On record: Zimmermann: Symphony in One Movement (Wergo)


Zimmermann: Symphony in One Movement (1951), Giostra Genovese (1962), Concerto for Strings (1948), Musique pour les soupers du Roi Ubu (1966)

WDR Symphony Orchestra Cologne / Peter Hirsch


Wergo continues its long-term edition devoted to Bernd Alois Zimmermann (1918-70) with this collection of orchestral pieces spanning the greater part of his composing. This is the third such release under the direction of Peter Hirsch – who, as with Zimmermann, hails from Cologne.

What’s the music like?

As varied as Zimmermann’s output when taken overall. Earliest is the Concerto for Strings, derived from a string trio of four years before and whose trenchant ‘Introduction’, plangent ‘Aria’ and incisive ‘Finale’ evince the expected influences of Bartók and Hindemith but also Karl Amadeus Hartmann – conscience of German music during the Third Reich and mentor to numerous post-war composers.

Among the most striking of Zimmermann’s earlier works, the Symphony in One Movement is heard in the 1951 original which, less cohesive than the 1953 revision (transitions tend to be overly rhetorical), impresses with its emotional intensity and visceral organ writing. Coldly received at its premiere, the music’s expressionist manner can now be heard as ahead of rather than behind its time – any formal imperfections arising from recklessness rather than uncertainty of purpose (as in the original version of Varèse’s Amériques when compared to its revision). The composer’s observation that this work ends at the point where symphonic evolution might usually commence never felt more apposite.

The remaining two pieces are closely intertwined conceptually. Zimmermann had previously arranged selections of ‘early’ music for radio broadcast, but with Giostra Genovese he took dances by Susato, Byrd and Gibbons then transformed them to ironic, alienated and even threatening effect. A portent to similar, more self-conscious, stylistic practices by Schnittke and Maxwell Davies, it was later withdrawn and reworked as Musique pour les soupers du Roi Ubu – the ‘Ballet noir’ such as marks the climax of the composer’s ever more fraught relationship to music from the past.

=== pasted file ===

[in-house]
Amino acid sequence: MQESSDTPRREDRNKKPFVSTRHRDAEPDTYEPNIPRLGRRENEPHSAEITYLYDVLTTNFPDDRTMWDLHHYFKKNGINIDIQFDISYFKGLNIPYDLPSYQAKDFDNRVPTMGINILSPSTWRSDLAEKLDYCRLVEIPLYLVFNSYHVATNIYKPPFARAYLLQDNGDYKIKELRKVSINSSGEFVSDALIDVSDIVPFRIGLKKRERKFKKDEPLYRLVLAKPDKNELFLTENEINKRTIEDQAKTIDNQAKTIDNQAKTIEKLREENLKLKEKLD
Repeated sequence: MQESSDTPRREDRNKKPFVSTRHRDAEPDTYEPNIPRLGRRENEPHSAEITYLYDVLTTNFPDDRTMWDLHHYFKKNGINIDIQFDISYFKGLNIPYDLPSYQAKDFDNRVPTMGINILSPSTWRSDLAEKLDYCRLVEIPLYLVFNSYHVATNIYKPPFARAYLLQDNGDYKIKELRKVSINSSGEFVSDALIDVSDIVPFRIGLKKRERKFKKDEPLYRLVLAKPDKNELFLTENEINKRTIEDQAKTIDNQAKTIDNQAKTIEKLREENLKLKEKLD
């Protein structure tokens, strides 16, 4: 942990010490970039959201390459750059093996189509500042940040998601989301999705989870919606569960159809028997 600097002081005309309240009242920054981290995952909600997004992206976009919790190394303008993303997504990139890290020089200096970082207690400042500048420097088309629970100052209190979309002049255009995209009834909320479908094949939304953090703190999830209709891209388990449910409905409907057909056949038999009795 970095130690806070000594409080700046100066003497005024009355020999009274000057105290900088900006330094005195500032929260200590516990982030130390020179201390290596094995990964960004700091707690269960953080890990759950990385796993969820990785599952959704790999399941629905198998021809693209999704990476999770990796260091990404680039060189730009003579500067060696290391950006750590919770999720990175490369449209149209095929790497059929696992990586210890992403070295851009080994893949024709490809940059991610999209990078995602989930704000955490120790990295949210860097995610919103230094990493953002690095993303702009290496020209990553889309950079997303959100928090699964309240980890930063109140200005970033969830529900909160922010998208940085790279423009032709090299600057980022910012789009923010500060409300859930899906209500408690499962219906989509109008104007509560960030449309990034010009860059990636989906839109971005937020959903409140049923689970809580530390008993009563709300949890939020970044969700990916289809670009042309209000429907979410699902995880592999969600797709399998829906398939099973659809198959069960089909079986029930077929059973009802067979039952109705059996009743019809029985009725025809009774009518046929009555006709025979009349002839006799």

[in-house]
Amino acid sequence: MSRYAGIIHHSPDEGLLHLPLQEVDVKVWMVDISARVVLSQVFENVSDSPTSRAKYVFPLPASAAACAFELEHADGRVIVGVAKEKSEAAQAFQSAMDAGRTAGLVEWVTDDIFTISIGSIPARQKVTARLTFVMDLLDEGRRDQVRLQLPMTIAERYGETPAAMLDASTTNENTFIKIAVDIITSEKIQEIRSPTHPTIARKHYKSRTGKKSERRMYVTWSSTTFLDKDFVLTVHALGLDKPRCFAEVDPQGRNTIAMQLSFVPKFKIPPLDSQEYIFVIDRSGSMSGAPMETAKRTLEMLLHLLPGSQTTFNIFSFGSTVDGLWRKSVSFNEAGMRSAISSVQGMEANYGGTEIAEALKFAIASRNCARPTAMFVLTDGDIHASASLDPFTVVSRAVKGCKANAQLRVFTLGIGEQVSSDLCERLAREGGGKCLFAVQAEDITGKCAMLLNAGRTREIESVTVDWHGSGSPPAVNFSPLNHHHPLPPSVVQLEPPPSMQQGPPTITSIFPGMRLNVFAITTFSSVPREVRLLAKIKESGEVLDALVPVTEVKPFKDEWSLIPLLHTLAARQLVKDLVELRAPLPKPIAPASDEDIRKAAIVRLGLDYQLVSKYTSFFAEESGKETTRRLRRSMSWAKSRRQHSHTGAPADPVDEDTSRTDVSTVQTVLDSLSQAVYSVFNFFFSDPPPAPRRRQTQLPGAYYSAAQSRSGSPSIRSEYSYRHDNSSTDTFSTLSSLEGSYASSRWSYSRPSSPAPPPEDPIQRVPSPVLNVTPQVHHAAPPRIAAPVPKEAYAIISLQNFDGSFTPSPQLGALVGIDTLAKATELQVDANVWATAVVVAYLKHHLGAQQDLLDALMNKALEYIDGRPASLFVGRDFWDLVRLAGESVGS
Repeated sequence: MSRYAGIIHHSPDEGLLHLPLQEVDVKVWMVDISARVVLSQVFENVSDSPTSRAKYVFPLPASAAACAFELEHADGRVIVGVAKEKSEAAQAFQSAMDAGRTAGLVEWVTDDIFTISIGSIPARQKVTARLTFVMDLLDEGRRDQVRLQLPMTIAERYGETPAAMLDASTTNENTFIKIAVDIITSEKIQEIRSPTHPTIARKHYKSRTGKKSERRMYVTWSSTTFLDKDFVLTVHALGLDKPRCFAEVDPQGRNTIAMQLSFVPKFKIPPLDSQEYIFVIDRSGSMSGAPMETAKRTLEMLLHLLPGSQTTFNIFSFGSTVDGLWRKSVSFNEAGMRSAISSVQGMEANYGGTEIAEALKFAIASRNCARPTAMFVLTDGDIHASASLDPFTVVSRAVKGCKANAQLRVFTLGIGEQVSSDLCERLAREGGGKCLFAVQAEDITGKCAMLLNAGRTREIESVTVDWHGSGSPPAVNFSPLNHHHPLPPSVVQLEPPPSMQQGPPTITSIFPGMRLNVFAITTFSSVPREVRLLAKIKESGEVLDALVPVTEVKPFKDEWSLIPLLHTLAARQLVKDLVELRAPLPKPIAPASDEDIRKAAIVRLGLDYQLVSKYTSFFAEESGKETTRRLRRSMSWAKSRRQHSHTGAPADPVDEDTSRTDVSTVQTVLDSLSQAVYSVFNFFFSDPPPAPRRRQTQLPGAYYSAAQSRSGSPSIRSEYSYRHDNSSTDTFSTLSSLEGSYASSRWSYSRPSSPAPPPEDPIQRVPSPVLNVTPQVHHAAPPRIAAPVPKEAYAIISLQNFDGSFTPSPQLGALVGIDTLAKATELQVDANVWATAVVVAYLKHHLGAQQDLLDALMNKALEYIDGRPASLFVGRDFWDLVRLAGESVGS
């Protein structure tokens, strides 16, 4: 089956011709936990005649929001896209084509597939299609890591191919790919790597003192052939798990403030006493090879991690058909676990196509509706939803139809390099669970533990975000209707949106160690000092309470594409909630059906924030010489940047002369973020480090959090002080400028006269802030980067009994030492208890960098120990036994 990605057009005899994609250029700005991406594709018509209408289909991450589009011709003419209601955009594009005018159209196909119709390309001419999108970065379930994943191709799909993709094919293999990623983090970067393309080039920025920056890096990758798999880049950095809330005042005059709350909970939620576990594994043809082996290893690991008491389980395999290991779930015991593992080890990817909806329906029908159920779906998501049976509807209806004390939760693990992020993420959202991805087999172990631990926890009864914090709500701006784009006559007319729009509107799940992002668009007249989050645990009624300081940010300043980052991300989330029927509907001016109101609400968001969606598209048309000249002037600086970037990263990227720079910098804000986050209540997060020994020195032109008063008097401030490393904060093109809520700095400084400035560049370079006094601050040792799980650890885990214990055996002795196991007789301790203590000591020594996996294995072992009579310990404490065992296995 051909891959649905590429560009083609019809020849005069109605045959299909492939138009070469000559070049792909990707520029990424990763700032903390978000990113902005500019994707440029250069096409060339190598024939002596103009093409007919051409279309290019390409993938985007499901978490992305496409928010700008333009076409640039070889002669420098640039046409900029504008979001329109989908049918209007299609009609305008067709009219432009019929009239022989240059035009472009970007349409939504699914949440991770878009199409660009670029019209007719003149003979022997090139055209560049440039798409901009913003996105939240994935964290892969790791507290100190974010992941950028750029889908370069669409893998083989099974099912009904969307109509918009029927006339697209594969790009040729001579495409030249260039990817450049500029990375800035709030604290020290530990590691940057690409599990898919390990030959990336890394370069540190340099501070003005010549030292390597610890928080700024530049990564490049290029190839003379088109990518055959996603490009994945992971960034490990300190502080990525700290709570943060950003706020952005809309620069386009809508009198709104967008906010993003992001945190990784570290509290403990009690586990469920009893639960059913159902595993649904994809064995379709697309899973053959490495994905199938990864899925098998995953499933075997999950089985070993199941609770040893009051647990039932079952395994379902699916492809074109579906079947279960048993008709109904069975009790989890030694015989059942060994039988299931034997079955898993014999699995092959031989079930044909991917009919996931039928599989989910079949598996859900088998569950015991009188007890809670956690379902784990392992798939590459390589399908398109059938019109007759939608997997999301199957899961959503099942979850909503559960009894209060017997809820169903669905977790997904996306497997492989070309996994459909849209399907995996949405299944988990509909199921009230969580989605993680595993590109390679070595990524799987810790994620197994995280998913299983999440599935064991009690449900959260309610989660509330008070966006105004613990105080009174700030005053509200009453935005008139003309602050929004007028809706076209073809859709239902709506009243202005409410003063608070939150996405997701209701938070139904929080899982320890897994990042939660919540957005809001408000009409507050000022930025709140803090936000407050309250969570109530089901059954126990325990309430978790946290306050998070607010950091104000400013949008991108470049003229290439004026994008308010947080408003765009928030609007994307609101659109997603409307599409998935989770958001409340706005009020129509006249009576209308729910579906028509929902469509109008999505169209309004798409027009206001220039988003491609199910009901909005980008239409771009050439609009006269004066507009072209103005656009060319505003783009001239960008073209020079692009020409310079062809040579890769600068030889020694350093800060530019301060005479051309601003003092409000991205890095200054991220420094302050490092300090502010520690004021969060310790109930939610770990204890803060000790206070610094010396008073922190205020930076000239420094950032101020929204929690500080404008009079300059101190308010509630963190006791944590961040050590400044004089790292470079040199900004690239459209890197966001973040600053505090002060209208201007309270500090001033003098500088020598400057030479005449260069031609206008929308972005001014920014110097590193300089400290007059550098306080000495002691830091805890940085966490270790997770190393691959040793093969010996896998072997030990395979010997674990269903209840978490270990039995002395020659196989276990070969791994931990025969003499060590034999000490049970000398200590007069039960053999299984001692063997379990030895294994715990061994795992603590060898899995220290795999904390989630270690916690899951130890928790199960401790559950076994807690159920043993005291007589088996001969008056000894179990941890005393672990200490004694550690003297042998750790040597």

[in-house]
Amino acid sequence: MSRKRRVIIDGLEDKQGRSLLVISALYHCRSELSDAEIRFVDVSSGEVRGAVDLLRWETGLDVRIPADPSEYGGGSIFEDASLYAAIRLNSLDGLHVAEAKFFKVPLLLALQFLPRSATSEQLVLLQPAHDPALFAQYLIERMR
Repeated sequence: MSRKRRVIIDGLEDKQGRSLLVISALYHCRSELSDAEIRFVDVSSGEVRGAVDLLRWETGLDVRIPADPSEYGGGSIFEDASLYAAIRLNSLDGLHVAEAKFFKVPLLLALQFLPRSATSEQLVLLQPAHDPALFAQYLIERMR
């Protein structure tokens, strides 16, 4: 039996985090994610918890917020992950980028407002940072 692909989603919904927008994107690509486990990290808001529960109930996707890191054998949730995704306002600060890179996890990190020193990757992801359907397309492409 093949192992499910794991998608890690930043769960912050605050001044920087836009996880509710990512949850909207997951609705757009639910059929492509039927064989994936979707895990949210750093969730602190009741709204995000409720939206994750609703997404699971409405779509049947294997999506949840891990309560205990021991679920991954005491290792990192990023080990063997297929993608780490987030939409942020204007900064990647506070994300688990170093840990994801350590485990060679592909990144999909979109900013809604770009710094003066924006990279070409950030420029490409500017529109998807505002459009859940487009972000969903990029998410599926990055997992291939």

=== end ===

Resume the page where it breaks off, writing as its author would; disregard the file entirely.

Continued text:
Here those initial dances are overlaid with quotations of other composers and given a serrated edge in scoring for wind and percussion. The blackly humorous scenario sees the personnel of a liberal arts academy humiliated then executed at the hands of Alfred Jarry’s loutish ruler; a back-handed response to Berlin’s Akademie der Künste that had recently elected him a member, not least the final ‘Marche du décervellage’ with its collision of Wagner, Berlioz and Stockhausen in an apotheosis of unsparing violence.

Does it all work?

Yes, with the proviso Zimmermann’s music is increasingly not about stylistic integration or expressive poise. His concept of the ‘spherical plurality of time’, much in evidence here, may be difficult to explain yet is easy to comprehend through the visceral medium of his music.

Is it recommended?

Indeed. Those who respond to these works might consider widening their listening context with the String Trio (as recorded by Trio Berlin on Wergo) and revised version of Symphony in One Movement (an incendiary live account by Witold Lutosławski on Berlin Classics, or no less authoritative one by Günter Wand on Hänssler Profil). The present disc finds Hirsch securing a committed response from the forces of Cologne Radio Symphony, vividly recorded, as well as penning an informative booklet note. Those new to Zimmermann should start here.

Richard Whitehouse

Further information at https://en.schott-music.com/shop/autoren/bernd-alois-zimmermann

On record: Vasks: Orchestral Works (Wergo)


“I consider empathy for the sufferings of the world to be my works’ point of departure”. This quotation from the Latvian composer Pēteris Vasks sums up his approach to his music, making a specific reference to the horrors endured by the Latvian people in the wake of the Second World War.

It also infuses the orchestral music on this disc, played by the Liepāja Symphony Orchestra conducted by Atvars Lakstīgala.

What’s the music like?

These three orchestral pieces are certainly borne from Vasks’ statement, to the extent that his music incorporates both the suffering and paranoid trepidation of Shostakovich and the national pride of Sibelius. Crucially there is room for his own style too, and as Sala begins there are beautiful solos for clarinet and flute. That said it is the one assigned to the cor anglais that really sets the mood of contemplation, being the most substantial and leaves a lasting impact.

The show of strength from the strings to open Musica appassionata illustrates just why Vasks’ music has achieved its popularity, for his prowess in orchestration is immediately clear, as well as a capacity for instantly setting a scene and generating emotion.

Perhaps not surprisingly the spiritual aspects of Vasks’ writing are at their most concentrated in the Credo, which harnesses a massive battery of percussion at its climax points. This is relatively slow moving music but at these points the amount of energy unleashed is truly impressive, and would work especially well in the concert hall. Here it is very well played by Latvian forces.

Does it all work?

Largely, yes. For those who want a route into tonal contemporary music, Vasks is a good way to start, for he writes in a direct manner that makes an immediate if not wholly lasting impact. These orchestral works capture the deep feeling of pieces by Shostakovich and Sibelius, as mentioned above, if not quite containing the memorable melodies those composers were capable of writing.

Is it recommended?

Yes. For the age in which we live, Vasks captures the mood of appreciating strength and beauty in the face of adversity and atrocity.

Listen on Spotify

You can hear this disc on Spotify here: